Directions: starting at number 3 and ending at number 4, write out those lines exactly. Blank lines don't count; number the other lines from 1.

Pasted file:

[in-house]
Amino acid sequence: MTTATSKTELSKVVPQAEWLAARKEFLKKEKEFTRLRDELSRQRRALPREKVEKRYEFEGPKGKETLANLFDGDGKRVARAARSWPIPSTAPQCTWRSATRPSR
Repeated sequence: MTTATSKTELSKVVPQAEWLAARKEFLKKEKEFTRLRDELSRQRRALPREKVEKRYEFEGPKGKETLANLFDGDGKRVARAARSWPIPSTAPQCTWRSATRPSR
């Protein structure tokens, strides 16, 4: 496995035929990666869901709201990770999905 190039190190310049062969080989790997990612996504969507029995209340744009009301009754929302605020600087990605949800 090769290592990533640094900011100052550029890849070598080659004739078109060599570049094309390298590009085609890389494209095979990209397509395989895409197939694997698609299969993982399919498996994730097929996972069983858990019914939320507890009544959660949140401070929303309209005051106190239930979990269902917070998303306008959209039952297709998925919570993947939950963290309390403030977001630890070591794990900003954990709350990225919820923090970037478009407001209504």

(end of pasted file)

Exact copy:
Repeated sequence: MTTATSKTELSKVVPQAEWLAARKEFLKKEKEFTRLRDELSRQRRALPREKVEKRYEFEGPKGKETLANLFDGDGKRVARAARSWPIPSTAPQCTWRSATRPSR
């Protein structure tokens, strides 16, 4: 496995035929990666869901709201990770999905 190039190190310049062969080989790997990612996504969507029995209340744009009301009754929302605020600087990605949800 090769290592990533640094900011100052550029890849070598080659004739078109060599570049094309390298590009085609890389494209095979990209397509395989895409197939694997698609299969993982399919498996994730097929996972069983858990019914939320507890009544959660949140401070929303309209005051106190239930979990269902917070998303306008959209039952297709998925919570993947939950963290309390403030977001630890070591794990900003954990709350990225919820923090970037478009407001209504």